MICHAEL OLATUJA: Speak (Label: Back Drop)


Michael Olatuja is a Nigerian-born, British-based bassist who boasts an impressive musical CV. He’s played in the studio and on the road with people like Terence Blanchard, Patti Austin, Lisa Stansfield, Stevie Wonder, Chaka Khan, the Brooklyn Tabernacle Choir and many more. He’s long held the ambition to craft his own album – not specifically as a bassist, but more as a facilitator to bring his musical ideas to a wider audience. A committed Christian, he believes that music can truly unite diverse cultures and to that end he began recording the album way back in 2003. In the down time between his high profile gigs he went into the studio with people like Andrew Roachford, Eska Mtungwazi, Jason Rebello, Terri Walker, and Jean Toussaint to flesh out his ideas. He was also lucky enough to secure the services of Lynden David Hall just before the singer’s sad passing and it’s Lynden who provides vocals on two of the album’s best cuts. First there’s ‘Hold On’, a duet with Andrew Roachford. The cut is a light floater that reminds us of what we’ve lost in Lynden’s passing. More poignant, though, is his ‘Ma Foya’. Not a traditional soul cut – the rhythms are Nigerian Yoruba – it is nevertheless soulful and carries an optimistic message – “Don’t be afraid in times of trouble… it’s all in the way you rise above”. That metaphysic is extended in the more obvious Christian-based ‘Altar Call’. Here the vocalist is Eska Mtungwazi and she executes it perfectly … a gentle soul groove with subtle harmonies. She also takes lead on ‘Yi Yipada’ – the least obvious soul track. This one’s loose and jazzy. The underrated Terri Walker is vocalist on the lazy nu-soul groove that is ‘Little Sister’ while the vocal honours go to Onaje Jefferson on ‘Le Jardin’ – a cut ripe with the gentler flavours of Stevie Wonder and Donny Hathaway. Michael’s wife, Alice, is featured on two cuts – the traditional gospel song ‘Walk With Me’ and the honestly romantic ‘Unconditional’. The title cut offers variety with a rap from Ty – thoughtful and light – while the closer ‘Mama Ola’ is a lengthy instrumental on which Jason Rebello and Jean Toussaint get the chance to really shine. Michael Olatuja isn’t a conventional soul artist, nor is ‘Speak’ a conventional soul album… but there’s more real soul in here than in a lot of higher profile, so-called “soul” albums. The music isn’t clichéd and/or in your face… it has a subtlety that insinuates with its gentle sincerity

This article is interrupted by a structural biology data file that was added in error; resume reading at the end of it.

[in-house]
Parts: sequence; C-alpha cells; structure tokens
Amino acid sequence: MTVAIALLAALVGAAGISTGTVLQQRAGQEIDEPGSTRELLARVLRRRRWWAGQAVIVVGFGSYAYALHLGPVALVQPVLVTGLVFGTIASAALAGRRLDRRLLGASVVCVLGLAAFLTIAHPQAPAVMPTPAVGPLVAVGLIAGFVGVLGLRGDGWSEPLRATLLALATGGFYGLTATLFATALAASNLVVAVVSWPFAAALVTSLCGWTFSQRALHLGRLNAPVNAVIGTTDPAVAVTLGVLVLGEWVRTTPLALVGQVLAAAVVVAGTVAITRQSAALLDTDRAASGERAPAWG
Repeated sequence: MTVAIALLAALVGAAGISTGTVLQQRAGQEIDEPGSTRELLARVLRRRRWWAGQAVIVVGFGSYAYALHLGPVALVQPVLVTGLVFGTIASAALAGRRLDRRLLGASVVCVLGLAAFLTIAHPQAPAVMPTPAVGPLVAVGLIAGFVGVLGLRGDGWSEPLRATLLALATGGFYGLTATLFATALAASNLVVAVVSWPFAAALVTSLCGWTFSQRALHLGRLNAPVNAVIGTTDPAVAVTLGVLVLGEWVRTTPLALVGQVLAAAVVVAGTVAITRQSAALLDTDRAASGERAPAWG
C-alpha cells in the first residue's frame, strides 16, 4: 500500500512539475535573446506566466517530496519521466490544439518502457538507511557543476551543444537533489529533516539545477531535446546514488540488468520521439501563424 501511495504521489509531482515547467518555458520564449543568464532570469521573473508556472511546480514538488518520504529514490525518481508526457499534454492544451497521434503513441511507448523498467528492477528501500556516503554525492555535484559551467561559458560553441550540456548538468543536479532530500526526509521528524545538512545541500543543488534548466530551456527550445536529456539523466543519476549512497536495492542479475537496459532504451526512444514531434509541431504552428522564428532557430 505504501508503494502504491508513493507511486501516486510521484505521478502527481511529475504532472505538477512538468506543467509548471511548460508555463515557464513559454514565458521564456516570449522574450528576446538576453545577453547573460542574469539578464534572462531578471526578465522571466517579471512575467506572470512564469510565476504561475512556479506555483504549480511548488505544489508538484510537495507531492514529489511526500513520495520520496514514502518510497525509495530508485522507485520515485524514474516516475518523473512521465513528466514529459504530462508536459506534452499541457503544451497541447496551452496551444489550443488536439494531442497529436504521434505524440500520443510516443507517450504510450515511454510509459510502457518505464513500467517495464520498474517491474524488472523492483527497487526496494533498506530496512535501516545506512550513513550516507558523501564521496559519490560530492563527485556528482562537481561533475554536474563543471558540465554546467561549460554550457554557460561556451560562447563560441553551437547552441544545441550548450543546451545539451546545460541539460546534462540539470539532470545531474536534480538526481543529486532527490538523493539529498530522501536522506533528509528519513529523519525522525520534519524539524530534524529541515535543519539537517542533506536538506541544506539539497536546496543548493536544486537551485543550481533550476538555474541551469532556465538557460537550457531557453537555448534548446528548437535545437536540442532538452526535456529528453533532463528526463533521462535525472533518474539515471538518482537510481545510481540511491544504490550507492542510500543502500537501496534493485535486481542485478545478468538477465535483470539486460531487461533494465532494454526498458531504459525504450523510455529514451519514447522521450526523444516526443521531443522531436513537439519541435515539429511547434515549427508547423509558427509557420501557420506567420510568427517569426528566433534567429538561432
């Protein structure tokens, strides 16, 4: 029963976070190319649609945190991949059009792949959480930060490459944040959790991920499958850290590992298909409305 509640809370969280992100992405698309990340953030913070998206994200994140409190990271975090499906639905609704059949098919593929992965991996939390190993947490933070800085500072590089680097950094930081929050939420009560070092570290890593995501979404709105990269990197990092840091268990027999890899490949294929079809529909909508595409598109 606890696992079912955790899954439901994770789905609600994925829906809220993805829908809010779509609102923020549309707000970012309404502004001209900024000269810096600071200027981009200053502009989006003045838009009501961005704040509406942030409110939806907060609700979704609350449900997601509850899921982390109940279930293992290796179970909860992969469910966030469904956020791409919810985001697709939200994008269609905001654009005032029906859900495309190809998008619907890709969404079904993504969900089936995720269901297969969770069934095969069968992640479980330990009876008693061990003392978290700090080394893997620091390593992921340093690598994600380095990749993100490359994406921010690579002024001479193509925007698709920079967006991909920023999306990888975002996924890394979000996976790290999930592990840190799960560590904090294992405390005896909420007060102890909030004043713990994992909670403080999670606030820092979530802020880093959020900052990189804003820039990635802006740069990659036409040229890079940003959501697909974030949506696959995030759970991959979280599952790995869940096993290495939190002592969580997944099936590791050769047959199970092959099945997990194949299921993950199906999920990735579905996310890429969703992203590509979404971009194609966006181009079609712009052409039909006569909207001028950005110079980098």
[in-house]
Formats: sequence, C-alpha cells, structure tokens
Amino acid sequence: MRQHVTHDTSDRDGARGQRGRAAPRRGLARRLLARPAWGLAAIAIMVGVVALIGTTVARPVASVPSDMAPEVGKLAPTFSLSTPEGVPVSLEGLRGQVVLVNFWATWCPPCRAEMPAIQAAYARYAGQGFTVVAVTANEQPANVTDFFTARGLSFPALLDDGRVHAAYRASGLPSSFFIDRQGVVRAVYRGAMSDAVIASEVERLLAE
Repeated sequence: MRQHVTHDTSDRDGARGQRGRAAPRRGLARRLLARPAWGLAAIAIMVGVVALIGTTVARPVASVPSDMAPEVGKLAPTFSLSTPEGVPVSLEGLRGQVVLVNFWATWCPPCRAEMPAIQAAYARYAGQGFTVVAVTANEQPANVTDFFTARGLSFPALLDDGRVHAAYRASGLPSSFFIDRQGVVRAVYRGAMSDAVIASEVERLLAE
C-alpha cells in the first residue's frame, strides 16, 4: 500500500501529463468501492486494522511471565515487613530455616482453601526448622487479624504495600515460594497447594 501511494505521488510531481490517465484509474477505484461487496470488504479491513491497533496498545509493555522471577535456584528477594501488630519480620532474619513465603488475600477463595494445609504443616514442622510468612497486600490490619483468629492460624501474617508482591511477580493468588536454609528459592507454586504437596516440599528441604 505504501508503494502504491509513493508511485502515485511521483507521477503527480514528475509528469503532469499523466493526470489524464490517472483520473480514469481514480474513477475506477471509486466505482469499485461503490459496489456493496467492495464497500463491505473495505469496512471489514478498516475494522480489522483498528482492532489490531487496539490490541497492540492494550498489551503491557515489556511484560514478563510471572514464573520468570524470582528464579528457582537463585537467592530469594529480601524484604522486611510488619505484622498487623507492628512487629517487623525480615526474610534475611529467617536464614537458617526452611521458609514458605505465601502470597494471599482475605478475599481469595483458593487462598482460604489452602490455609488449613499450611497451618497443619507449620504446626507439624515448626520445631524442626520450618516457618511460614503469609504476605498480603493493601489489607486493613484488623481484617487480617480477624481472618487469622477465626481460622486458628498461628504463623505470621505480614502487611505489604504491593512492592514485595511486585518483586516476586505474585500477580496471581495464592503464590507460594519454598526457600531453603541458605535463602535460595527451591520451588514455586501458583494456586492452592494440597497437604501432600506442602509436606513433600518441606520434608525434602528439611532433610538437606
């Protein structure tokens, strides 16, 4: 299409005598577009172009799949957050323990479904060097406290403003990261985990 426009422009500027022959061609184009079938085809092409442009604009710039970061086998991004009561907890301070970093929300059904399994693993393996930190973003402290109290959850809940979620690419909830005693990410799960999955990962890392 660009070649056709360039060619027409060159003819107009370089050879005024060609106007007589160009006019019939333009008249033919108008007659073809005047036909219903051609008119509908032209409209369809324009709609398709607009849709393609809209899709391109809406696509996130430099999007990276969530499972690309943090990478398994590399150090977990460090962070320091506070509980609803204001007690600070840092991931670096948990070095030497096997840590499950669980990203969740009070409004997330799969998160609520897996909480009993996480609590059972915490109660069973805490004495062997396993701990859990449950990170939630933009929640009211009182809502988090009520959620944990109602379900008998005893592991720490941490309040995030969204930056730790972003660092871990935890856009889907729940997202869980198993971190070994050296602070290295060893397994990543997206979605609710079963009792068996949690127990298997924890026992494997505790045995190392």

(BB) 4/5